Her care plan provided that she would receive assistance transferring her in and out of bed, assistance going to the bathroom and walking. Several weeks after she was admitted, Petrella fell. After several more falls, she suffered a fractured left hip that required surgery. She later died as a result and was survived by her three children.

The Petrella family and children sued Arden Courts of Yardley PA LLC and other entities, alleging claims for wrongful death and survival. The Petrella family claimed that the facility chose not to implement fall prevention measures, adequately assess her condition and provide sufficient supervision.

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Elaine Waintrup, 91, was admitted to Rydal Park Nursing Home. She lived there for almost four years. During this time, she suffered multiple falls, sometimes falling more than once in the same day.

The injuries from the falls she suffered included facial and head lacerations and a nasal fracture that necessitated hospitalizations.

In addition, an investigation that was conducted after one of her falls led to an Adult Protective Services determination that Waintrup had been the subject of caregiver negligence.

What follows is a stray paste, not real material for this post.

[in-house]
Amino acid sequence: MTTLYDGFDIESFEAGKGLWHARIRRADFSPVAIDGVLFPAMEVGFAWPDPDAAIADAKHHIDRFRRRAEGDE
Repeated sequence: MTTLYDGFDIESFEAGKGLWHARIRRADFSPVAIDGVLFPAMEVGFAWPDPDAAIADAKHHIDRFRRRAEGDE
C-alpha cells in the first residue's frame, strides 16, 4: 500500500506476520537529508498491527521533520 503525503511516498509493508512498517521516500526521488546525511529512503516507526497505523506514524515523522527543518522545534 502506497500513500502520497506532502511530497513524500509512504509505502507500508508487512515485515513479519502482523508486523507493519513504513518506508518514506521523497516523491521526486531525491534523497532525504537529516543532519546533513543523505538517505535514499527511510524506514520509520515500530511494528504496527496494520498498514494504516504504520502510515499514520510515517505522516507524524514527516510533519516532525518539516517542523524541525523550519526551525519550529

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Mary Ritter was a nursing home resident. She had a history of kidney disease and a left leg amputation.  During a transfer at the nursing home, she was dropped to the floor. She suffered a traumatic femur fracture.

She then developed necrotic pressure ulcers, which led to a decline in her condition and ultimately was a cause of her death. She was just 60 years old at the time and was survived by her two adult children.

The Ritter estate and family sued the nursing home and several of its providers alleging nursing home malpractice and wrongful death.  After the parties agreed to a confidential settlement, the plaintiffs filed a petition with the Indiana Patient Compensation Fund. Before trial, the parties settled for $205,200.